WPSU-header-triangles.png
Public Media for Central Pennsylvania
Play Live Radio
Next Up:
0:00
0:00
Available On Air Stations

What the collapse of Silicon Valley Banks says about the stability of U.S. banks

AYESHA RASCOE, HOST:

The rapid collapse of Silicon Valley Bank, or SVB, on Friday has left a lot of people in the banking and financial sectors shook. Signs of trouble appeared on Wednesday, when SVB announced the sale of securities at a loss. It also sold over $2 billion in new shares to bolster its bottom line, but panic had already set in. Companies started withdrawing their money, and by Friday, trading of SVB shares had halted. The bank was shut down and went under FDIC receivership. That's the Federal Deposit Insurance Corporation. We're joined now by Anat Admati, professor at Stanford University's business school. Welcome to the program.

ANAT ADMATI: Thank you.

RASCOE: How did this bank fail - it feels like in 48 hours, but was it a longer-term thing going on here? Like, what happened?

ADMATI: Oh, definitely. It was a much longer thing in that bank in particular but across the banking system more broadly. And basically, there are two main things here. One is the fact that inflation picked up, and the Federal Reserve started increasing interest rates. And when you increase interest rates, all kinds of things start happening in banking. And historically, it has often been the precursor of some trouble.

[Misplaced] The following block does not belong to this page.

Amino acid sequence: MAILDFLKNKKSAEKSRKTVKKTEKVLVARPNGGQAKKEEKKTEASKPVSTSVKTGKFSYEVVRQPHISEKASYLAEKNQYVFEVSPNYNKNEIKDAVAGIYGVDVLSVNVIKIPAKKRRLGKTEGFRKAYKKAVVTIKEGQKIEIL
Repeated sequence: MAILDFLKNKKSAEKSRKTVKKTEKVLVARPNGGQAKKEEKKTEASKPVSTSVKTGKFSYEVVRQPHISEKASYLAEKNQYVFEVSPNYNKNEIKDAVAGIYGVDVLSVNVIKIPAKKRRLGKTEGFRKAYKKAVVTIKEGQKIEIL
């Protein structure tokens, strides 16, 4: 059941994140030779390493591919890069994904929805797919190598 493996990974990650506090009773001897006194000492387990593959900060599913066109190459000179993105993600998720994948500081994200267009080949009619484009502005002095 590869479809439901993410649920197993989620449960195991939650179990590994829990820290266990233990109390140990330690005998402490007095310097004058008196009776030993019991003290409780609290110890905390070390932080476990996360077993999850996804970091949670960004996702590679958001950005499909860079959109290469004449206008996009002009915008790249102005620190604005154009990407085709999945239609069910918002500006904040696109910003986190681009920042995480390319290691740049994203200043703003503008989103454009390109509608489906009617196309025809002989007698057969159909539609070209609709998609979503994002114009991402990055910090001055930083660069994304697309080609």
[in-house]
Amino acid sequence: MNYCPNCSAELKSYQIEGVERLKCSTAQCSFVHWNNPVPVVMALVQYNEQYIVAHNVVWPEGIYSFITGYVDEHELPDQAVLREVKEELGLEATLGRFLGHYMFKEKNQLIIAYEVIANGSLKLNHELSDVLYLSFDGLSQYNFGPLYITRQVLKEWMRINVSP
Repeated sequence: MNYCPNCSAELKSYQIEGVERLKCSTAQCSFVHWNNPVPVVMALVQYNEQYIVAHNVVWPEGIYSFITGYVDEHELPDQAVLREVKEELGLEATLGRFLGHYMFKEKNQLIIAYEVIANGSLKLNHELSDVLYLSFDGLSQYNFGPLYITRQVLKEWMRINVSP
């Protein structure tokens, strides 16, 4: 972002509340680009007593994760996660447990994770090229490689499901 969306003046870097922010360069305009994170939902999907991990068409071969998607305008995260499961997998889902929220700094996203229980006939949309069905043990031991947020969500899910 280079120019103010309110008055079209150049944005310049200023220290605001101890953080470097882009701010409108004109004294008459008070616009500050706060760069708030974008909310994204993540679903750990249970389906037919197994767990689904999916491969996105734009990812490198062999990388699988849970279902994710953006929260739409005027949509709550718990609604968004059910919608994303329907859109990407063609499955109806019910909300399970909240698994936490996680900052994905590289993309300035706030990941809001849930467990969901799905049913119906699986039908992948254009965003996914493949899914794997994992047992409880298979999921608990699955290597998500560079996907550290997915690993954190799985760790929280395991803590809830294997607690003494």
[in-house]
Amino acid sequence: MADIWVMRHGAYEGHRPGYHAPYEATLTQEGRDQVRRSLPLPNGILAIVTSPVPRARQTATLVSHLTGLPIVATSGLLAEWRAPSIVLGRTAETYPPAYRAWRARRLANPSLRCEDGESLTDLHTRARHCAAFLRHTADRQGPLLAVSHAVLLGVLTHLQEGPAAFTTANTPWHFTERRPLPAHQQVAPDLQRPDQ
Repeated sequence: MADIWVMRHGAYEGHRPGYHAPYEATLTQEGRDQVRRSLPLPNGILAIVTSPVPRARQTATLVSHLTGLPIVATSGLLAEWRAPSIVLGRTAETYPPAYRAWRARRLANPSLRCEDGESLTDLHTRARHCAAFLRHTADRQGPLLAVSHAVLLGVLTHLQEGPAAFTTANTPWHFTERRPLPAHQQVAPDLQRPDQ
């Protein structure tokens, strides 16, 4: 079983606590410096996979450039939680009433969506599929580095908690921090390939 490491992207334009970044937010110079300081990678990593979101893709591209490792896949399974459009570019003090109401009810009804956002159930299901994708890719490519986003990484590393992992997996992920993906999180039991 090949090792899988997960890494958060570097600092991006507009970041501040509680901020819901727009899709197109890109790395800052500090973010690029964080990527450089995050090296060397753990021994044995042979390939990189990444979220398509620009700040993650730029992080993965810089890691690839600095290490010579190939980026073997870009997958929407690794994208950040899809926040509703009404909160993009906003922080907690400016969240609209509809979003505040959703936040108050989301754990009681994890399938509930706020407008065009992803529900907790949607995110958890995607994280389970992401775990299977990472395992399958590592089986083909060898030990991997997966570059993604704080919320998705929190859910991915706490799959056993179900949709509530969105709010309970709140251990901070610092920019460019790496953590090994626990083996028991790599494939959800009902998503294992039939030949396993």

But the other thing is that there were a lot of deposits kind of sloshing around the system, a lot of people looking for what to do with the money. So what ended up happening was all this money that Silicon Valley Bank had coming was invested, some of it in loans in the Silicon Valley area to all kinds of businesses and especially startups and venture capital and others. And there were businesses that had large deposits uninsured by the FDIC, which only covers up to $250,000. And so their investments started losing money. And that was both on some of the riskier investment loans that they made but also on various other securities.

Basically, as interest rates go up, the value of previous promises to pay at lower interest rates go down. And so a lot of banks, not just Silicon Valley Bank, have a lot of losses on the actual market value of their investments. Now, you might not see that change. It might be invisible to you because they're not selling it, so you don't see it, basically. And it became insolvent months ago. It just wasn't recognized as that.

RASCOE: Is there anything in the way that this bank collapsed that tells you that SVB was an outlier? Or is this a larger issue and a sign of more troubling weakness across the banking sector?

ADMATI: I think the bank had a specific configuration that made it more vulnerable. There is trouble across the board. Right now, in December, the FDIC, the Federal Deposit Insurance Corporation, reported that across the banking system, there are $620 billion of what they call unrealized losses - in other words, losses that we're not seeing in their reports that the banks make. And that's up from 8 billion the year before. So it's more about seeing who's swimming naked. As Warren Buffett said, you know, when the tide goes down, you see who's swimming naked. So it's really about recognizing the weaknesses in time. And that is a job of the regulators.